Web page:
WITH LHE DEATH OF LEW THOMAS Dec. 3, 1993, the class lost its most illustrious member. Lew prepared at McBurney School. In college, he was on THE TIGER and a member of Key and Seal.
Lew went to Harvard Medical School and interned at Boston City Hospital. During WWII, he was a It. commander in the navy, assigned to the Rockefeller Institute, and later to duty in the Pacific. After the war, he taught at Johns Hopkins, Tulane, and the Univ. of Minnesota medical schools. He was dean of the med schools at Yale and N.Y.U. He worked at the Rockefeller Institute, and was president of the SloanKettering Cancer Institute.
Lew started writing while in medical school. Throughout his life he wrote essays, mainly on scientific or medical subjects. Some were collected into books that became bestsellers, e.g., LIVES OF A CELL and THE MEDUSA AND THE SNAIL. He was called "one of the best writers of short essays in English."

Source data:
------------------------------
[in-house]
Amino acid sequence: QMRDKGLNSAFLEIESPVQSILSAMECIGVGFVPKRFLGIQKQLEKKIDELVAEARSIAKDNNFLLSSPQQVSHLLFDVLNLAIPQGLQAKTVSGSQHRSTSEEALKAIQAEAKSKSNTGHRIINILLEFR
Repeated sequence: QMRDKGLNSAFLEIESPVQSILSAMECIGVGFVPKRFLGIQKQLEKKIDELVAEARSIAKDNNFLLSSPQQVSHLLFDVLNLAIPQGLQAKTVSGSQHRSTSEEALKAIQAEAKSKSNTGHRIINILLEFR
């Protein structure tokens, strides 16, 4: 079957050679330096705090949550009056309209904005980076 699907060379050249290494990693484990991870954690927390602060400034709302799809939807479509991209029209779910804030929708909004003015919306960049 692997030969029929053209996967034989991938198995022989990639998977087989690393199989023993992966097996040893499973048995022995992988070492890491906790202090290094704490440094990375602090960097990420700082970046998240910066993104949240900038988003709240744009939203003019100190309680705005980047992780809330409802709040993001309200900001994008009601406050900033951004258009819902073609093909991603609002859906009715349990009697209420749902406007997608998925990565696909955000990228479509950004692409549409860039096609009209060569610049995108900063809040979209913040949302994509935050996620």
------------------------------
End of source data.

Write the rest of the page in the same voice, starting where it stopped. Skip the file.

Among many awards, Lew received the Woodrow Wilson Award in 1980. The Lewis Thomas Biochemistry Laboratory at Princeton keeps his name alive for future generations.
In 1941, Lew married Beryl Dawson in N.Y.C. She survives, as do their children, Abigail, Judith Mira y Lopez, and Eliza; Five grandchildren; and two greatgrandchildren. The class extends its deep sympathy to the family.
The Class of 1933